What Divorced Spouses Must Know About Estate Planning
They say that people who have written an estate plan should revisit it and make changes as needed every few years. Events such as marriage, divorce, adoptions, changes in financial status, or deaths may necessitate updating your estate plan documents. If you are recently divorced, then now is the time to edit your estate plan accordingly with help from your estate attorney. Chances are your ex husband or wife’s name is in one of your estate planning documents, which you will need to change as soon as possible.
Update Who is Listed as Your Healthcare Proxy
A health care proxy enables someone to make decisions for you in the event that you become incapacitated or are unable to communicate your preferences. If you have your ex spouse listed, then they will probably still be able to make such decisions if that were to happen. Unless you want your former spouse to still have this responsibility, then you will need to change the name to someone you trust.
Change Who You Appointed as Power of Attorney
A power of attorney is when someone can make decisions regarding your health and/or finances if you aren’t able to do so yourself due to injury or illness. You should revoke your ex spouse as power of attorney if you appointed them in your original estate planning documents, and instead choose someone such a trusted friend, advisor, or relative to act as your agent.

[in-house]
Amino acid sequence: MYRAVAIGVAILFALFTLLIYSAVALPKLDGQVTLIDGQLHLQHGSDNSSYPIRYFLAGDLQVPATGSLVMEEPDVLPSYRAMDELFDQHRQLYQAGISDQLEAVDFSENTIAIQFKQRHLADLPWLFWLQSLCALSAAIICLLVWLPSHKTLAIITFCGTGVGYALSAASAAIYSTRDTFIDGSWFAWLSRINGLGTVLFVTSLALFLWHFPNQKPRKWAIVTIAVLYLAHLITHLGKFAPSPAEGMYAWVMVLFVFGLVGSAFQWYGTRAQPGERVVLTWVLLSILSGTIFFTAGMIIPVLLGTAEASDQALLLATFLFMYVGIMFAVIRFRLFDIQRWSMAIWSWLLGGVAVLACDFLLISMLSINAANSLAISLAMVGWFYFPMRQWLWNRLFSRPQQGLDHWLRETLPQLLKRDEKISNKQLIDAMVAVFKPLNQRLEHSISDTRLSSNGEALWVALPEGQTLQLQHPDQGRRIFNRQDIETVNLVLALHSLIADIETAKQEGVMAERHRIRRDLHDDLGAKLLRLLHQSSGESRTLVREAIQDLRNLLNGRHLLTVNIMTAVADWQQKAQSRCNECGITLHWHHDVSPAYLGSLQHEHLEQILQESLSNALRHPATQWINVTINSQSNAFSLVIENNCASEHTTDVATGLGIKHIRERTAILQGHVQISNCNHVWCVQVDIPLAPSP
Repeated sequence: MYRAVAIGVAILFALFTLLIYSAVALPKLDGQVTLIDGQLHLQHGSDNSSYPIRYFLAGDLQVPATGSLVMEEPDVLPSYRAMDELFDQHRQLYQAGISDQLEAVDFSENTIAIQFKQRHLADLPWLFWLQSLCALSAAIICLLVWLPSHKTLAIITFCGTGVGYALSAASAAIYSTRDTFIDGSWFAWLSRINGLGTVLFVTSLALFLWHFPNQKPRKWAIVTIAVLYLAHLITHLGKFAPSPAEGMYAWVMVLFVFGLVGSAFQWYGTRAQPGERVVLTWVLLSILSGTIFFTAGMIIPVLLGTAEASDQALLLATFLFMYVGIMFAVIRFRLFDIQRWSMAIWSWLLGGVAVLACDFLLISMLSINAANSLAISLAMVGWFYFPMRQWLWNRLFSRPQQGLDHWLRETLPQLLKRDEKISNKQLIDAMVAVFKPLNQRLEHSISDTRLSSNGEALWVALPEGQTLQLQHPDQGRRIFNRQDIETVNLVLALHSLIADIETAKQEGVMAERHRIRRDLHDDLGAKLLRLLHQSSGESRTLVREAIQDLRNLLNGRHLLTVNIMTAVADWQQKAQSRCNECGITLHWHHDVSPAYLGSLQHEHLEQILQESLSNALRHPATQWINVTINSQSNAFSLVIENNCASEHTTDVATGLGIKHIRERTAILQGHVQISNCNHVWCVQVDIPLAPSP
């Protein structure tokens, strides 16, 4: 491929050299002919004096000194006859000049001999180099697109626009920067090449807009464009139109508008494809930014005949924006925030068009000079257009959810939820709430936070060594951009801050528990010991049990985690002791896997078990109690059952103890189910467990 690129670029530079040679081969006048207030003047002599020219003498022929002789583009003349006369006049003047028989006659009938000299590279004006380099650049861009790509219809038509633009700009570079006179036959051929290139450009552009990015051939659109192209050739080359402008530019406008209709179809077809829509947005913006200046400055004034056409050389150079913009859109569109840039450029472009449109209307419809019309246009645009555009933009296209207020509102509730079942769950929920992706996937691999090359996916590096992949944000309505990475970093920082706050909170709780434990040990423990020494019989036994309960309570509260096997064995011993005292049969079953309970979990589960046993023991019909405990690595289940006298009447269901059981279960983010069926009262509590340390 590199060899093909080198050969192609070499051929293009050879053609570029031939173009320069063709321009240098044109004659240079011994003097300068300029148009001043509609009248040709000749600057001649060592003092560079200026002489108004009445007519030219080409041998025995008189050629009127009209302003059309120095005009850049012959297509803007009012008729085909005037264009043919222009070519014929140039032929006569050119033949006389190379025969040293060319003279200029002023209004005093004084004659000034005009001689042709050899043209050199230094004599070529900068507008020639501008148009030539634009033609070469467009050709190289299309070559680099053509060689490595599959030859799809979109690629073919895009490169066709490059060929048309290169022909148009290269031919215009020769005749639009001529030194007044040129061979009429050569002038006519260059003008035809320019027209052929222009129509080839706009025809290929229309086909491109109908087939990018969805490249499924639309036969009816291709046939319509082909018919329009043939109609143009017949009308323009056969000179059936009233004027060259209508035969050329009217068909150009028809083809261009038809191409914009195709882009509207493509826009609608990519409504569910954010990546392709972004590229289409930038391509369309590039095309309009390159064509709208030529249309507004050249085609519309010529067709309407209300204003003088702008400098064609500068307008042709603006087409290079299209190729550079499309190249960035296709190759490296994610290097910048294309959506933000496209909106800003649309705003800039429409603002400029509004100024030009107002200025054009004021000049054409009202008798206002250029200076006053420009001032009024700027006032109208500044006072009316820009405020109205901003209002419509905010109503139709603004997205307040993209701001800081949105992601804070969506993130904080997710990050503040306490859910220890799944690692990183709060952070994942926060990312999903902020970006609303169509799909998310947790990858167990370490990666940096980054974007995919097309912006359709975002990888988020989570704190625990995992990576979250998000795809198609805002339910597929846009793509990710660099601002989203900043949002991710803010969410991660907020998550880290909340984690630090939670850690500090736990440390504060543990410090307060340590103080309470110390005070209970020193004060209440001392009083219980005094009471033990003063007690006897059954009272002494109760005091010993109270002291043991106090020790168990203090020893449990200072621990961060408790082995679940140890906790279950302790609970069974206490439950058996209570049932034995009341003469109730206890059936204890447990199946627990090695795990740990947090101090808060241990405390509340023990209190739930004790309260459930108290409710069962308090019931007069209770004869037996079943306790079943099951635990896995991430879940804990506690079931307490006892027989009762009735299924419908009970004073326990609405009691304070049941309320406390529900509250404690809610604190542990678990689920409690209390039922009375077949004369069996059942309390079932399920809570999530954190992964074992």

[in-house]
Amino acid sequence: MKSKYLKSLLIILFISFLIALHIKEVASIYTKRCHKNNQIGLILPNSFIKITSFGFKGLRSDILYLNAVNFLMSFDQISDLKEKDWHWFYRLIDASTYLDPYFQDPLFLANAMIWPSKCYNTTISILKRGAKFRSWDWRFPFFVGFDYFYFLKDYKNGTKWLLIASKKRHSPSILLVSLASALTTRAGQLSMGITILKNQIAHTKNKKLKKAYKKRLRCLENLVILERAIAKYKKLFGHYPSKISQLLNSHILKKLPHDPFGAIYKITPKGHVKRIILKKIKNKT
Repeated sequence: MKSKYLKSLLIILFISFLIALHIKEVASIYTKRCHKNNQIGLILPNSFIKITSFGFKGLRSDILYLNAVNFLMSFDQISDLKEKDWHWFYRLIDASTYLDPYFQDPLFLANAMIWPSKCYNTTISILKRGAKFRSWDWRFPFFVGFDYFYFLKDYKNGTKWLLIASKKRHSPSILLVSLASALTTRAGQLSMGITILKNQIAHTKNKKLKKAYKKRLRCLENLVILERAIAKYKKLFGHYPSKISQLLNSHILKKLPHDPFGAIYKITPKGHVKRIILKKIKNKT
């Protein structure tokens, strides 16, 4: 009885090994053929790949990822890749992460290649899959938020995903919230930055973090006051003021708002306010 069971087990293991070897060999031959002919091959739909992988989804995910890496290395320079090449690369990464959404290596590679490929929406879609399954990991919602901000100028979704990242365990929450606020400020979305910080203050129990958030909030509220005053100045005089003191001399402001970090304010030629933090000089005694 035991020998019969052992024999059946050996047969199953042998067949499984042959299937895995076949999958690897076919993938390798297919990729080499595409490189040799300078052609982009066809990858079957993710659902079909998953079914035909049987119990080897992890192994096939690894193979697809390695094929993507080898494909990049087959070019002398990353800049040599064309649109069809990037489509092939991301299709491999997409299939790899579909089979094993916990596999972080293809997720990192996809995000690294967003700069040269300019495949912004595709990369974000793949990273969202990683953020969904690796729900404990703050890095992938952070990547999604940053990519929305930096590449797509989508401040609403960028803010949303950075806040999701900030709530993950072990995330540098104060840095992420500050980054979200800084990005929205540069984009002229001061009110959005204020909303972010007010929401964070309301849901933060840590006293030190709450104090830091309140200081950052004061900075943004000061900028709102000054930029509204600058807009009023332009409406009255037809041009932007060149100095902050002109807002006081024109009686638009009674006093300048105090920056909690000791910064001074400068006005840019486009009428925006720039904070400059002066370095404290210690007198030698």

Review Your Will and Trust
Within your will and trust, you may have written provisions that include your ex spouse getting certain assets in the event of your death. Most divorced spouses don’t want their ex to have any of their assets, especially if they received a percentage in the divorce settlement. It is in your best interest to contact your lawyer immediately after divorce finalization about how to make edits to your will and trust.
Consider Guardianship for Minor Children
Perhaps you listed your ex spouse as the guardian of your minor children if you were to pass away early and unexpectedly before they turn the age of 18. You may currently have sole physical and legal custody of your children, but you don’t trust your spouse to parent them responsibly if you were to pass on. You can name another person as the guardian of you children if this is the case. Divorced spouses may not trust their ex to raise their children if they struggle with substance abuse problems, violence, addictions, or have money issues.
Creating a Trust for Minor Children
If you pass away and don’t have a trust set up for your minor children, then your ex spouse may become their guardian and have control over their money until they are 18 years old. Most divorced spouses wouldn’t want their ex to have this kind of control over their children. So, they create a revocable trust which names someone else as the trustee to manage children’ money until they are of legal age.